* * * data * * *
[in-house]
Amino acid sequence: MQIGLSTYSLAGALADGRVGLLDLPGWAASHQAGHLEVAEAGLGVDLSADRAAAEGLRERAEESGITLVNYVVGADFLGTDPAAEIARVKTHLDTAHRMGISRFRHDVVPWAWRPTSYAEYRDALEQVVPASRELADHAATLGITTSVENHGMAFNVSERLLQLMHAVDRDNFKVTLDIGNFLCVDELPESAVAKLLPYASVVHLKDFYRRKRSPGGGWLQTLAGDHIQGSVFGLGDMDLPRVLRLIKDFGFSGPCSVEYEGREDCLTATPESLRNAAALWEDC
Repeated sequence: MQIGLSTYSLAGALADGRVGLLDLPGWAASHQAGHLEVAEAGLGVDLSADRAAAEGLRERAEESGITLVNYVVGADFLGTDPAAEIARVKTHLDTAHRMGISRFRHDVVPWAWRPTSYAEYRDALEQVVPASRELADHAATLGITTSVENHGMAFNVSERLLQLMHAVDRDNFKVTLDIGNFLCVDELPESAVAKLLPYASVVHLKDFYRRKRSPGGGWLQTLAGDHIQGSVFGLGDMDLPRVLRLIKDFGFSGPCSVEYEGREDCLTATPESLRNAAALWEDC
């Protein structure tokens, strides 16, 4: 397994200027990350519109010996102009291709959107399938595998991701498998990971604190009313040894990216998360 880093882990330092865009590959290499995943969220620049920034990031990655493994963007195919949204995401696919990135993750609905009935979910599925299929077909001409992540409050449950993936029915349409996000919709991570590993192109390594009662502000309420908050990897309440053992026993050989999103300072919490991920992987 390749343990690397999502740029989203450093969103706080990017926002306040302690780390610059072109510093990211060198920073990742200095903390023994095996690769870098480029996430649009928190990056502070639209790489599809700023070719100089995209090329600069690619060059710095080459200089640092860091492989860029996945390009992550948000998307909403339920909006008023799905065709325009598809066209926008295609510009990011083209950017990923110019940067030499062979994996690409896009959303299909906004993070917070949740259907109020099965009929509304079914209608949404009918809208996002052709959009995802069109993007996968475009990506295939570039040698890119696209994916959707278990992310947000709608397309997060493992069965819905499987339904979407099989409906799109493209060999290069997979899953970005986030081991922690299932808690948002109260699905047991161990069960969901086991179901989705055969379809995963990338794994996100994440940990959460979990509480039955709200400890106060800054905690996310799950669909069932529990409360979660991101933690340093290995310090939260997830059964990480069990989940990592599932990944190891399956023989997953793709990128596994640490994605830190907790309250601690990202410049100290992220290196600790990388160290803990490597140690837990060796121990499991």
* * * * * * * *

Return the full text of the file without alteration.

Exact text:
[in-house]
Amino acid sequence: MQIGLSTYSLAGALADGRVGLLDLPGWAASHQAGHLEVAEAGLGVDLSADRAAAEGLRERAEESGITLVNYVVGADFLGTDPAAEIARVKTHLDTAHRMGISRFRHDVVPWAWRPTSYAEYRDALEQVVPASRELADHAATLGITTSVENHGMAFNVSERLLQLMHAVDRDNFKVTLDIGNFLCVDELPESAVAKLLPYASVVHLKDFYRRKRSPGGGWLQTLAGDHIQGSVFGLGDMDLPRVLRLIKDFGFSGPCSVEYEGREDCLTATPESLRNAAALWEDC
Repeated sequence: MQIGLSTYSLAGALADGRVGLLDLPGWAASHQAGHLEVAEAGLGVDLSADRAAAEGLRERAEESGITLVNYVVGADFLGTDPAAEIARVKTHLDTAHRMGISRFRHDVVPWAWRPTSYAEYRDALEQVVPASRELADHAATLGITTSVENHGMAFNVSERLLQLMHAVDRDNFKVTLDIGNFLCVDELPESAVAKLLPYASVVHLKDFYRRKRSPGGGWLQTLAGDHIQGSVFGLGDMDLPRVLRLIKDFGFSGPCSVEYEGREDCLTATPESLRNAAALWEDC
């Protein structure tokens, strides 16, 4: 397994200027990350519109010996102009291709959107399938595998991701498998990971604190009313040894990216998360 880093882990330092865009590959290499995943969220620049920034990031990655493994963007195919949204995401696919990135993750609905009935979910599925299929077909001409992540409050449950993936029915349409996000919709991570590993192109390594009662502000309420908050990897309440053992026993050989999103300072919490991920992987 390749343990690397999502740029989203450093969103706080990017926002306040302690780390610059072109510093990211060198920073990742200095903390023994095996690769870098480029996430649009928190990056502070639209790489599809700023070719100089995209090329600069690619060059710095080459200089640092860091492989860029996945390009992550948000998307909403339920909006008023799905065709325009598809066209926008295609510009990011083209950017990923110019940067030499062979994996690409896009959303299909906004993070917070949740259907109020099965009929509304079914209608949404009918809208996002052709959009995802069109993007996968475009990506295939570039040698890119696209994916959707278990992310947000709608397309997060493992069965819905499987339904979407099989409906799109493209060999290069997979899953970005986030081991922690299932808690948002109260699905047991161990069960969901086991179901989705055969379809995963990338794994996100994440940990959460979990509480039955709200400890106060800054905690996310799950669909069932529990409360979660991101933690340093290995310090939260997830059964990480069990989940990592599932990944190891399956023989997953793709990128596994640490994605830190907790309250601690990202410049100290992220290196600790990388160290803990490597140690837990060796121990499991």